parent problem #3: enablement

in case you haven’t figured it out by now, i have become a big fan of ron clark (author and former disney teacher of the year winner) and the piece he wrote for cnn.com entitled, “what teachers really want to tell parents.”

my wife and son are public school teachers and, while they both love kids and are working diligently to fulfill their mandate, are ensnared in a system that is hopelessly broken.  my perspective is a little different.  as a long-time youth pastor, i worked to support the teachers and the system.  an outsider, i saw myself as a partner and advocate, and worked hard to make viable connections between the school, the community, and the church.

sadly, i encountered circumstance after circumstance of overbearing parents spoiling the process by enabling laziness, making ridiculous demands, and undermining the authority of teachers/administrators by berating them in front of their child.

please forgive me for being so dogmatic, but i love kids, and i grieve when i see short-sighted, self-absorbed parents pronounce a death sentence on their child’s future prospects.  so…

i am taking clark’s points, one at a time, and sharing them with you, my bloggy buddies, along with a few pithy comments of my own.

3. Parents, be a partner instead of a prosecutor

And parents, you know, it’s OK for your child to get in trouble sometimes. It builds character and teaches life lessons. As teachers, we are vexed by those parents who stand in the way of those lessons; we call them helicopter parents because they want to swoop in and save their child every time something goes wrong. If we give a child a 79 on a project, then that is what the child deserves. Don’t set up a time to meet with me to negotiate extra credit for an 80. It’s a 79, regardless of whether you think it should be a B+.

This one may be hard to accept, but you shouldn’t assume that because your child makes straight A’s that he/she is getting a good education. The truth is, a lot of times it’s the bad teachers who give the easiest grades, because they know by giving good grades everyone will leave them alone. Parents will say, “My child has a great teacher! He made all A’s this year!”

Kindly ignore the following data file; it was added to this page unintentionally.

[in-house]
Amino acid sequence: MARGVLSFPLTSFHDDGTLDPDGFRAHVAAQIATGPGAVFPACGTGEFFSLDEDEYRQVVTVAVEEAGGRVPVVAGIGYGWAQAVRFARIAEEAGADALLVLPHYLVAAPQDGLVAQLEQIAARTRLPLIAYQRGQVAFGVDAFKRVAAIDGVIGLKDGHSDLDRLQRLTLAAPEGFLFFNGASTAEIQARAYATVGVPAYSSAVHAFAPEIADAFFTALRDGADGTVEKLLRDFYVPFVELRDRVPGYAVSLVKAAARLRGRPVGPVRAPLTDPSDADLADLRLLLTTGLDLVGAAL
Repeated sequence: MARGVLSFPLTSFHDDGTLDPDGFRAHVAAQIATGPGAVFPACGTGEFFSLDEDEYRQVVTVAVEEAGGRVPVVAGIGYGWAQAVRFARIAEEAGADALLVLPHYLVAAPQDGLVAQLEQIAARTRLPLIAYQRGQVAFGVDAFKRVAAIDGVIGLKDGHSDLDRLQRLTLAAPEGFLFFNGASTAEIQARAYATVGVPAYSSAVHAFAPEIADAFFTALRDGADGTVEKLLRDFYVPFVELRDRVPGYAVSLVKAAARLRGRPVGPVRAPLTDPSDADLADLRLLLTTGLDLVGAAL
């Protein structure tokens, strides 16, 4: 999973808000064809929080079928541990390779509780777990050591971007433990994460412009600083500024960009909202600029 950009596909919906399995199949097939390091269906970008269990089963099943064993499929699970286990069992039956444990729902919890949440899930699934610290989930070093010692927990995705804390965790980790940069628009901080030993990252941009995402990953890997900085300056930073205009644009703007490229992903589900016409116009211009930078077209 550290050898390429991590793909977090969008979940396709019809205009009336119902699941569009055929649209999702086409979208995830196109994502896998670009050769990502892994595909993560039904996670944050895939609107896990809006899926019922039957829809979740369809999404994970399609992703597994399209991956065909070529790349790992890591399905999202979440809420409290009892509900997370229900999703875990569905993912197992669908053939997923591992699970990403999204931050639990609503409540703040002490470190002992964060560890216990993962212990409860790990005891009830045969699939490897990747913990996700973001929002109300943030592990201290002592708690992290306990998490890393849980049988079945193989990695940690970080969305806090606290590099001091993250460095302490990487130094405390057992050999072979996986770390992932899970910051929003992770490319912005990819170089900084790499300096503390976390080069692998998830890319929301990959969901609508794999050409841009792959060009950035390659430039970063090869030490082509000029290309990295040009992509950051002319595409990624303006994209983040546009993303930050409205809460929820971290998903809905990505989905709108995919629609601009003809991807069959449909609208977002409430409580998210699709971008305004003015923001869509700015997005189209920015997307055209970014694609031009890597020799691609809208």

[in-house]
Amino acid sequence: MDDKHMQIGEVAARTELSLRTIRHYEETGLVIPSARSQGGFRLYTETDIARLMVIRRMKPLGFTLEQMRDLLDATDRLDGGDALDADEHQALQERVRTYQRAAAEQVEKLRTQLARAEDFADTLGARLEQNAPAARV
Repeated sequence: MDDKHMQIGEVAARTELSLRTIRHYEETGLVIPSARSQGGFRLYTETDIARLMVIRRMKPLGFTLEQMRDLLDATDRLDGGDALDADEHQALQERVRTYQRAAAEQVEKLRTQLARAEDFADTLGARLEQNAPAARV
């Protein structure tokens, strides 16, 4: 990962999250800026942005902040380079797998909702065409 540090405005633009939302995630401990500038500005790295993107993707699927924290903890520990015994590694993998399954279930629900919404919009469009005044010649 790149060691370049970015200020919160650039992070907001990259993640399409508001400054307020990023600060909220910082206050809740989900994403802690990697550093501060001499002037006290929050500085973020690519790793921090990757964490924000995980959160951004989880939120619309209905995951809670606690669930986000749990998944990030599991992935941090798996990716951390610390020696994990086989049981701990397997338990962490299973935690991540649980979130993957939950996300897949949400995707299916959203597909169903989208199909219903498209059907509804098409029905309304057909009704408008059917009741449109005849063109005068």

Wow. Come on now. In all honesty, it’s usually the best teachers who are giving the lowest grades, because they are raising expectations. Yet, when your children receive low scores you want to complain and head to the principal’s office.

Please, take a step back and get a good look at the landscape. Before you challenge those low grades you feel the teacher has “given” your child, you might need to realize your child “earned” those grades and that the teacher you are complaining about is actually the one that is providing the best education.

And please, be a partner instead of a prosecutor. I had a child cheat on a test, and his parents threatened to call a lawyer because I was labeling him a criminal. I know that sounds crazy, but principals all across the country are telling me that more and more lawyers are accompanying parents for school meetings dealing with their children.

dear parents,

please allow me to clarify something for you.  when your child cheats on a test, he is not a criminal.  he is a cheater.

that is all.

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